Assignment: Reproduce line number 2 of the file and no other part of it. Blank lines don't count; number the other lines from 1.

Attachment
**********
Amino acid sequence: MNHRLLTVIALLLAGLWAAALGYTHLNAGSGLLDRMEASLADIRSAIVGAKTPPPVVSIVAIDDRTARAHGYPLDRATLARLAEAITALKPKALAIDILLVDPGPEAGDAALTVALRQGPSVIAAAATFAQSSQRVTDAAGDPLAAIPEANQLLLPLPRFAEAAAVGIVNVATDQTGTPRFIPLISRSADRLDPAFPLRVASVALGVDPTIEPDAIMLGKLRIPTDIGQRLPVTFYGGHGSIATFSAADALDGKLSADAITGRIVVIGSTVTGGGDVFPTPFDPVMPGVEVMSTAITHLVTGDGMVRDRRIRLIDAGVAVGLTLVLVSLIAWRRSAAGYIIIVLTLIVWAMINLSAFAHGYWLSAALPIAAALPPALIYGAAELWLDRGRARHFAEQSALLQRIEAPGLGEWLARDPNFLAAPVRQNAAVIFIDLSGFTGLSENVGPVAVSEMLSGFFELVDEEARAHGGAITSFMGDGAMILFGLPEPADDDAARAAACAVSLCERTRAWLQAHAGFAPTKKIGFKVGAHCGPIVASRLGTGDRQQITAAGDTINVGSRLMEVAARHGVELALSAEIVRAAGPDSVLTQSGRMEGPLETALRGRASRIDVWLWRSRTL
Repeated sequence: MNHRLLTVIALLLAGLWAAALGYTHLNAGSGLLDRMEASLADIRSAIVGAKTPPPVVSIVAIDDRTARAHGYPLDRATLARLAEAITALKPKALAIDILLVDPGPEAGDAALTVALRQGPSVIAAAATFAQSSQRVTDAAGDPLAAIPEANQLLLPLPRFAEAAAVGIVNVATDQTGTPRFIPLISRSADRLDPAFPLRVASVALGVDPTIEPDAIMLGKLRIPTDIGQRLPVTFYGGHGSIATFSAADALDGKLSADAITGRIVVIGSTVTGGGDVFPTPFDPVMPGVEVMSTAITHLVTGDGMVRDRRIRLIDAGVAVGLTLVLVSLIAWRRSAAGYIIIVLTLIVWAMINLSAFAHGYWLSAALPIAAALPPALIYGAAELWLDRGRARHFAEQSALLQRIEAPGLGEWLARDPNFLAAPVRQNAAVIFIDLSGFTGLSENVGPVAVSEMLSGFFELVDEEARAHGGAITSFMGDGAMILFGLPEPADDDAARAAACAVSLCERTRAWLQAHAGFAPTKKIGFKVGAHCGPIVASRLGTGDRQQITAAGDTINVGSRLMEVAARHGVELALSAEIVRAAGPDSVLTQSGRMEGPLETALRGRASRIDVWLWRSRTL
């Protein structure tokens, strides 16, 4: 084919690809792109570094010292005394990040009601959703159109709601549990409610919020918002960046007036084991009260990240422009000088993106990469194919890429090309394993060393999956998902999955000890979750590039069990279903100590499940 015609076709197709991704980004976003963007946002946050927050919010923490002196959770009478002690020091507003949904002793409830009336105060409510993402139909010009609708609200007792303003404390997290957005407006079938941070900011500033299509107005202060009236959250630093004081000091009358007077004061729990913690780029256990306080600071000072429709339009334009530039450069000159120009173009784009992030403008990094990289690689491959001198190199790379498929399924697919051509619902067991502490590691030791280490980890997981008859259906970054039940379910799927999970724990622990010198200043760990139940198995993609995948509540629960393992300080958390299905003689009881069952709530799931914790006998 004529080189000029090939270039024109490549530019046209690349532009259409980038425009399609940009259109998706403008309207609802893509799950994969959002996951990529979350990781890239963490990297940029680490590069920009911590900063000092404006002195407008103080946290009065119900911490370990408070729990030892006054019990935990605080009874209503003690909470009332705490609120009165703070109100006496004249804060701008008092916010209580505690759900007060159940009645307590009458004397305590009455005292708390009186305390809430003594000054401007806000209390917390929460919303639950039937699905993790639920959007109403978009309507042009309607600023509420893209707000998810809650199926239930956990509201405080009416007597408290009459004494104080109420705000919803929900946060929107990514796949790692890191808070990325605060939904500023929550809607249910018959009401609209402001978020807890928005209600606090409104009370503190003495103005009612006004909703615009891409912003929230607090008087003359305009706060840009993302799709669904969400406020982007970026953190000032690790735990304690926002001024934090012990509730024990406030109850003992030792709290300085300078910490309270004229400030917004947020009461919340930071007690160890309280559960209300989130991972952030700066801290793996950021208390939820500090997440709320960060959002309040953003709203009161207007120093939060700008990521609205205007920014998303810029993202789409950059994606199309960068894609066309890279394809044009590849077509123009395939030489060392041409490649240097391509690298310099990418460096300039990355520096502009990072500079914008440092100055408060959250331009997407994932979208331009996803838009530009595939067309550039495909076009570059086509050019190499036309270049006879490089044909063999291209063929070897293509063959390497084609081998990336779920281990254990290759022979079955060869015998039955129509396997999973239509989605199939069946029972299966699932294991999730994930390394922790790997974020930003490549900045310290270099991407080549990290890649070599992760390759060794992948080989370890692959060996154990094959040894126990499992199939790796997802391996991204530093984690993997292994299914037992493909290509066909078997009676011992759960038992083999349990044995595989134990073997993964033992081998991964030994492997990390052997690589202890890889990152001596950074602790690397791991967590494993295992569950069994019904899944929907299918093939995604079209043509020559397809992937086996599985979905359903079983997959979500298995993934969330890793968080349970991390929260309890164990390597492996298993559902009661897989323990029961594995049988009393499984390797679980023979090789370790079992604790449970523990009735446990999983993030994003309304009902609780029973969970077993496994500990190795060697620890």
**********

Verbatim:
Repeated sequence: MNHRLLTVIALLLAGLWAAALGYTHLNAGSGLLDRMEASLADIRSAIVGAKTPPPVVSIVAIDDRTARAHGYPLDRATLARLAEAITALKPKALAIDILLVDPGPEAGDAALTVALRQGPSVIAAAATFAQSSQRVTDAAGDPLAAIPEANQLLLPLPRFAEAAAVGIVNVATDQTGTPRFIPLISRSADRLDPAFPLRVASVALGVDPTIEPDAIMLGKLRIPTDIGQRLPVTFYGGHGSIATFSAADALDGKLSADAITGRIVVIGSTVTGGGDVFPTPFDPVMPGVEVMSTAITHLVTGDGMVRDRRIRLIDAGVAVGLTLVLVSLIAWRRSAAGYIIIVLTLIVWAMINLSAFAHGYWLSAALPIAAALPPALIYGAAELWLDRGRARHFAEQSALLQRIEAPGLGEWLARDPNFLAAPVRQNAAVIFIDLSGFTGLSENVGPVAVSEMLSGFFELVDEEARAHGGAITSFMGDGAMILFGLPEPADDDAARAAACAVSLCERTRAWLQAHAGFAPTKKIGFKVGAHCGPIVASRLGTGDRQQITAAGDTINVGSRLMEVAARHGVELALSAEIVRAAGPDSVLTQSGRMEGPLETALRGRASRIDVWLWRSRTL